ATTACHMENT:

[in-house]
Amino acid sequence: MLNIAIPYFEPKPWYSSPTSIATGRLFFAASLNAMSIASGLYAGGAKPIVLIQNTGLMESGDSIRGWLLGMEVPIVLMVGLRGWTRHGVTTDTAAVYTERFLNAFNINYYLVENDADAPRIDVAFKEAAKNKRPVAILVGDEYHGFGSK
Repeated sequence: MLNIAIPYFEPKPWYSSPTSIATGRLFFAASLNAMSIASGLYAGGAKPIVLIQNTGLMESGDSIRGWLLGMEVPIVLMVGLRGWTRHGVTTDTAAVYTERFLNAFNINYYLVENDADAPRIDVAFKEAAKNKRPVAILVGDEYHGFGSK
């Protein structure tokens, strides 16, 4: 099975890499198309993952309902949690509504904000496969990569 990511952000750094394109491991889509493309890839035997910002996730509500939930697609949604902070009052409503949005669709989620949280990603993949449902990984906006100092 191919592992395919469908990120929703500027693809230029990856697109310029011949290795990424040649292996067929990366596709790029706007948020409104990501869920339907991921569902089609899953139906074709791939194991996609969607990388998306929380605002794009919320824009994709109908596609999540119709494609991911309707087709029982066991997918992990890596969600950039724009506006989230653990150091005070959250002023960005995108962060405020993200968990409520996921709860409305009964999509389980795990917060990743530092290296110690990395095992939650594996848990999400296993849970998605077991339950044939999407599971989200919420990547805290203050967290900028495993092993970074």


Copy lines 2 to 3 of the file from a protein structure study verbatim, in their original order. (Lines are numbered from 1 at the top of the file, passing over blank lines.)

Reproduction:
Amino acid sequence: MLNIAIPYFEPKPWYSSPTSIATGRLFFAASLNAMSIASGLYAGGAKPIVLIQNTGLMESGDSIRGWLLGMEVPIVLMVGLRGWTRHGVTTDTAAVYTERFLNAFNINYYLVENDADAPRIDVAFKEAAKNKRPVAILVGDEYHGFGSK
Repeated sequence: MLNIAIPYFEPKPWYSSPTSIATGRLFFAASLNAMSIASGLYAGGAKPIVLIQNTGLMESGDSIRGWLLGMEVPIVLMVGLRGWTRHGVTTDTAAVYTERFLNAFNINYYLVENDADAPRIDVAFKEAAKNKRPVAILVGDEYHGFGSK